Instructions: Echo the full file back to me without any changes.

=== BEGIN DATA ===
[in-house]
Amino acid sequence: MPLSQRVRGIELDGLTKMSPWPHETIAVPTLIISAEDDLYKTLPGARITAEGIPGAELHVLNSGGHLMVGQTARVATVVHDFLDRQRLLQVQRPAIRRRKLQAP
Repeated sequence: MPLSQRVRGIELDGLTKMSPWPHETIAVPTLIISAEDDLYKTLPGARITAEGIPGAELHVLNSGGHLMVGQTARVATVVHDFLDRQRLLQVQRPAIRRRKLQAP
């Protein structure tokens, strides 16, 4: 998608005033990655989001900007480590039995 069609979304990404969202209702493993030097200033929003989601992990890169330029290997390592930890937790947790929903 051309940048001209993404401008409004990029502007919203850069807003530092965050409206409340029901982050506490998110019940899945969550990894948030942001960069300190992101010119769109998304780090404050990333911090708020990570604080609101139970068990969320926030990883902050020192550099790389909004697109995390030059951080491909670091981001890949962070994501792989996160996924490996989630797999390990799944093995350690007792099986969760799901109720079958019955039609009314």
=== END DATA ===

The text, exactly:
[in-house]
Amino acid sequence: MPLSQRVRGIELDGLTKMSPWPHETIAVPTLIISAEDDLYKTLPGARITAEGIPGAELHVLNSGGHLMVGQTARVATVVHDFLDRQRLLQVQRPAIRRRKLQAP
Repeated sequence: MPLSQRVRGIELDGLTKMSPWPHETIAVPTLIISAEDDLYKTLPGARITAEGIPGAELHVLNSGGHLMVGQTARVATVVHDFLDRQRLLQVQRPAIRRRKLQAP
């Protein structure tokens, strides 16, 4: 998608005033990655989001900007480590039995 069609979304990404969202209702493993030097200033929003989601992990890169330029290997390592930890937790947790929903 051309940048001209993404401008409004990029502007919203850069807003530092965050409206409340029901982050506490998110019940899945969550990894948030942001960069300190992101010119769109998304780090404050990333911090708020990570604080609101139970068990969320926030990883902050020192550099790389909004697109995390030059951080491909670091981001890949962070994501792989996160996924490996989630797999390990799944093995350690007792099986969760799901109720079958019955039609009314």